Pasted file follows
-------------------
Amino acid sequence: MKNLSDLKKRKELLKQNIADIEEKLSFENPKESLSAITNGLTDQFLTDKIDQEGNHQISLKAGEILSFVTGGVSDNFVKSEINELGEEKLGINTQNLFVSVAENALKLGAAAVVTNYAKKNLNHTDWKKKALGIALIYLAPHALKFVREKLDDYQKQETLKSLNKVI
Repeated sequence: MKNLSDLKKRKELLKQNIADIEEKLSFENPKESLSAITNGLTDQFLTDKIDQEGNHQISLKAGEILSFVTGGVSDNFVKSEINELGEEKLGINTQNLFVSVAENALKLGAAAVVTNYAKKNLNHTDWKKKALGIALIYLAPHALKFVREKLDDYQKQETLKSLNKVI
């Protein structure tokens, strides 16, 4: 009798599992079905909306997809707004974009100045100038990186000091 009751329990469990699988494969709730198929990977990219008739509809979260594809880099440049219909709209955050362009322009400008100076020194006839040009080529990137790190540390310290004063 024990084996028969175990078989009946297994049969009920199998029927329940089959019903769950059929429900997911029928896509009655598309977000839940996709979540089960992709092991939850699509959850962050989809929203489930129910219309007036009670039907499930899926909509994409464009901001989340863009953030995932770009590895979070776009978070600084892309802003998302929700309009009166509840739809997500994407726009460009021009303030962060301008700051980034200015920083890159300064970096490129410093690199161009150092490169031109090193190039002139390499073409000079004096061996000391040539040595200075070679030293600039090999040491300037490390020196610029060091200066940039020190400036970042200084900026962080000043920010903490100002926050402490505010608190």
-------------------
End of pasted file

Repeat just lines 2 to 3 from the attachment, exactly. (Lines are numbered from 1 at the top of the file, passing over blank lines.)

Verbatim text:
Repeated sequence: MKNLSDLKKRKELLKQNIADIEEKLSFENPKESLSAITNGLTDQFLTDKIDQEGNHQISLKAGEILSFVTGGVSDNFVKSEINELGEEKLGINTQNLFVSVAENALKLGAAAVVTNYAKKNLNHTDWKKKALGIALIYLAPHALKFVREKLDDYQKQETLKSLNKVI
């Protein structure tokens, strides 16, 4: 009798599992079905909306997809707004974009100045100038990186000091 009751329990469990699988494969709730198929990977990219008739509809979260594809880099440049219909709209955050362009322009400008100076020194006839040009080529990137790190540390310290004063 024990084996028969175990078989009946297994049969009920199998029927329940089959019903769950059929429900997911029928896509009655598309977000839940996709979540089960992709092991939850699509959850962050989809929203489930129910219309007036009670039907499930899926909509994409464009901001989340863009953030995932770009590895979070776009978070600084892309802003998302929700309009009166509840739809997500994407726009460009021009303030962060301008700051980034200015920083890159300064970096490129410093690199161009150092490169031109090193190039002139390499073409000079004096061996000391040539040595200075070679030293600039090999040491300037490390020196610029060091200066940039020190400036970042200084900026962080000043920010903490100002926050402490505010608190």